Game Review: Gears of War: Ultimate Edition (XBox One)

In 2007 I was a Nintendo fanboy. Other than a quick detour into the land of Dreamcast it was all the big N for me. A friend of mine kept telling me about this new game he picked up for the Xbox 360 called Gears of War. After hearing him gab about this for days I finally invited him over for dinner and he happened to bring the Xbox 360 along with him.

From the moment the title screen appeared, I was hooked. There was something about the dreary, beautiful art style that interested me to the point that I could not look away. It was the first time in years that I felt like I was playing something completely new.

A day after telling my wife how incredible that game was and how I felt like I was missing so many great games by strictly using Nintendo products, a mysterious box appeared under the Christmas tree. Unwrapping that console and playing my own copy of Gears of War for the first time gave me the same feeling I had when I was nine years old and unwrapped my NES after the box was cleverly hidden in another room in the house. I never thought I’d have that feeling again.

I’m extremely happy to report that that feeling came right back when I took Gears of War: Ultimate Edition for a spin. Gears of War: Ultimate Edition is a remastered version of the original with completely reworked cinematics, a 60fps frame rate, and 1080p resolution. The graphics in the original release were beautiful for its day, and the 1080p update makes the visuals almost stunning. The gameplay also holds up really well considering the controls are the same as they were in 2007; nothing was touched in that area. It truly shows that Epic Games was ahead of its time when the series started. The Koalition, a Microsoft internal studio now in charge of the series were very careful to ensure that the original vision for the game was kept intact and in my opinion, they did a great job with that.

Now that all of that ranting is over, I’m gearing this review toward gamers who may have missed out on it or were too young to play the game in 2007. To those who have played it, you already know how great it is.

Players take on the role of Marcus Fenix, a former member of COG, a military faction tasked with defending the planet Sera against the Locust, a dangerous alien race that came not from space, but from underground and have destroyed seemingly everything. Marcus is part of Delta Squad, a small group of COG members who start out as simple NPCs, but throughout the game, the characters flesh out until the characters truly help to build the story and really show the friendship between them.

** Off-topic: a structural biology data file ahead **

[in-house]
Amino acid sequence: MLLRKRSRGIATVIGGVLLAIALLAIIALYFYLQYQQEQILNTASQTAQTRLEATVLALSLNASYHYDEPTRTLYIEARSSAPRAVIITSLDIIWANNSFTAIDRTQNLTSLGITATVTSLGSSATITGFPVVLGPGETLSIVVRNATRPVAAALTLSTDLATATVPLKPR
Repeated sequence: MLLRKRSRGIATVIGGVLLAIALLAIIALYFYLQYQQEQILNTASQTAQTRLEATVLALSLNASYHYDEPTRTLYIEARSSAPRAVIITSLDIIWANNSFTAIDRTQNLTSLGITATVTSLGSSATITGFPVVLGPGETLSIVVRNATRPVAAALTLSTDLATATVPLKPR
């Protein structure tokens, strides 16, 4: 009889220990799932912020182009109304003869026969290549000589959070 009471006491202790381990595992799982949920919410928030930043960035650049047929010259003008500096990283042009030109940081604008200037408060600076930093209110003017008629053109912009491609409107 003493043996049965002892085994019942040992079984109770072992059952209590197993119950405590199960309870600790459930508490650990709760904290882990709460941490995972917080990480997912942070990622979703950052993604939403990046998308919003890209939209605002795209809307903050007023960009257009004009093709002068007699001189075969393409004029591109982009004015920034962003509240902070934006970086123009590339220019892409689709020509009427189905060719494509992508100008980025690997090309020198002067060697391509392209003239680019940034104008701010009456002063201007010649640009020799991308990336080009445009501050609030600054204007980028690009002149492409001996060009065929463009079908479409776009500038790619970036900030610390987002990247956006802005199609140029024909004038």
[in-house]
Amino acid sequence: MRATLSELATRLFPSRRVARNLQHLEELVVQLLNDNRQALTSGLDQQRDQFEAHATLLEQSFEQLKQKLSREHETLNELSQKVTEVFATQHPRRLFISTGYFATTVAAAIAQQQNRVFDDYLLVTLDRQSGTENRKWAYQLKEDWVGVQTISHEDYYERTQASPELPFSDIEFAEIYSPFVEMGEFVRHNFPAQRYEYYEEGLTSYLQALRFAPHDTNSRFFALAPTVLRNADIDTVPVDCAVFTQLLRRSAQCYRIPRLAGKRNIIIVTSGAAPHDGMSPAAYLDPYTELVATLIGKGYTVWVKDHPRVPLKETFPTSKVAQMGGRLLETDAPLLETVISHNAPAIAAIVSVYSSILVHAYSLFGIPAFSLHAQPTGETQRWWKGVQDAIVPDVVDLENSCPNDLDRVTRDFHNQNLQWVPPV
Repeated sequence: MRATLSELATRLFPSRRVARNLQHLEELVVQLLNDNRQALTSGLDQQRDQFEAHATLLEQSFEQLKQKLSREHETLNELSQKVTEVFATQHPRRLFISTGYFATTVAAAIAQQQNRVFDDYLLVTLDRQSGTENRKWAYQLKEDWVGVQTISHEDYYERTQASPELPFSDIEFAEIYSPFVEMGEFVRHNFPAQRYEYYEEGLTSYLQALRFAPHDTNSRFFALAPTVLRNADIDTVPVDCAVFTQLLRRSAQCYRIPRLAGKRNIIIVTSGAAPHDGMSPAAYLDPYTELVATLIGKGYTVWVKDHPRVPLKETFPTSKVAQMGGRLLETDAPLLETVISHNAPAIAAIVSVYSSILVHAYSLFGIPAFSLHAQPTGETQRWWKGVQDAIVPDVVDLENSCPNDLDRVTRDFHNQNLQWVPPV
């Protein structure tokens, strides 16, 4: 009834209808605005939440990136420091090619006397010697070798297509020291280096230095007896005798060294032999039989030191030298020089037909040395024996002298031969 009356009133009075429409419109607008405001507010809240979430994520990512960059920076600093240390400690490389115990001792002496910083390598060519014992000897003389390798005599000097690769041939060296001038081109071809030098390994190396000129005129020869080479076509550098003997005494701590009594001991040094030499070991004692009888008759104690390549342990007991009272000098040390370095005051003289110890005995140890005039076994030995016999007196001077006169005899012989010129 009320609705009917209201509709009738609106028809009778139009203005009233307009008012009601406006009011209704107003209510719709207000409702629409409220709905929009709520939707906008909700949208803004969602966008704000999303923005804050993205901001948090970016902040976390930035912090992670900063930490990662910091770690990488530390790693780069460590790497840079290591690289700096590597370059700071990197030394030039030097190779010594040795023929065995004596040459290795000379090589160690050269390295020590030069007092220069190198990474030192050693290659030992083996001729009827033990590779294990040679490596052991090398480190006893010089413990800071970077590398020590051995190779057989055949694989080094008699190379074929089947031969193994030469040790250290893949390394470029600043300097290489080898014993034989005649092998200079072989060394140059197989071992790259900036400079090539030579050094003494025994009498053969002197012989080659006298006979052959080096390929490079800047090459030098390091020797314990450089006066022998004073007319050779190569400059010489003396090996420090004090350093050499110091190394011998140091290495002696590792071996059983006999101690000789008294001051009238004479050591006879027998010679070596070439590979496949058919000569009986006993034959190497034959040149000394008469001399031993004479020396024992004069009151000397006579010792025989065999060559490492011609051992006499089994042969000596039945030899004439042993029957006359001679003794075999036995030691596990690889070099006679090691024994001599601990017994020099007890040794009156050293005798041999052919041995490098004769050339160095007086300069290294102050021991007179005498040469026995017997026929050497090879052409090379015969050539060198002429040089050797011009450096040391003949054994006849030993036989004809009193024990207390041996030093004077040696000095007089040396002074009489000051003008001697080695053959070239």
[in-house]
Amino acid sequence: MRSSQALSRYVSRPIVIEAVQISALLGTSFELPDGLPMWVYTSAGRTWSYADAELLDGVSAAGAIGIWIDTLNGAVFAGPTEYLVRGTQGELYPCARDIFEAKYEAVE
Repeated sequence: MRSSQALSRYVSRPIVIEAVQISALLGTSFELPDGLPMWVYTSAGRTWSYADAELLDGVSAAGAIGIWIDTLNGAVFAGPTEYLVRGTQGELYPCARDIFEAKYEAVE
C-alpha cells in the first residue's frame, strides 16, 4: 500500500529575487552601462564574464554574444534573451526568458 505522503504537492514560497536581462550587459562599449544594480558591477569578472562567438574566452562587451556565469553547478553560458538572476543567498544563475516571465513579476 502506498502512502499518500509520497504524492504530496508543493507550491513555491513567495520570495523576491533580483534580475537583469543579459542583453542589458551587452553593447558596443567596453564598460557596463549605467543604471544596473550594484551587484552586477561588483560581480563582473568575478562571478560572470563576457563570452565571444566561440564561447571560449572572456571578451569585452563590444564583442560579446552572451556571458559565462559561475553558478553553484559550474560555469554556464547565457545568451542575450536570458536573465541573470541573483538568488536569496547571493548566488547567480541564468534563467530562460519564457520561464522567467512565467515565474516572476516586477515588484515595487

I don’t want to spoil anything so I’ll keep it light on details but the story begins a seemingly random beginning that only begins to make sense throughout the game and really doesn’t truly become clear until the finale in Gears of War 3.

Controls are great, but what really sets this game apart from every other shooter out there is the cover system. It is one of the single biggest perfections in video games. Putting it in words doesn’t do it justice, and I wish I could convey it in words but it’s just about impossible. Simply put, it really helps balance the combat out even on the hardest difficulty. I never once felt completely overwhelmed while stuck in cover against an ambush.

Running in 1080p resolution, the graphics are unmatched. Although the landscape is basically rubble, it looks beautiful. To this day one of the most beautiful games I’ve ever seen.

Yes, this game is a love letter to the series. I may be biased, but it’s hard to argue that Gears of War changed the shooter landscape and set the bar high in the genre. It was a 10 then, and it’s a 10 now. Trust me, the game holds up.

Give Gears of War: Ultimate Edition a try and you’ll understand.

  • Richard Booth

    Rich has been involved in the gaming industry for over ten years, working with such companies as Jace Hall ShowTwin Galaxies and Nintendojo. He began GamesRelated in order to bring positivity to gaming journalism. Much of what is out today is completely negative, and GR aims to be the place where that stops and the news is simply reported.

  • Gameplay
  • Visuals
  • Audio
  • Controls
  • Story
  • Replay Value
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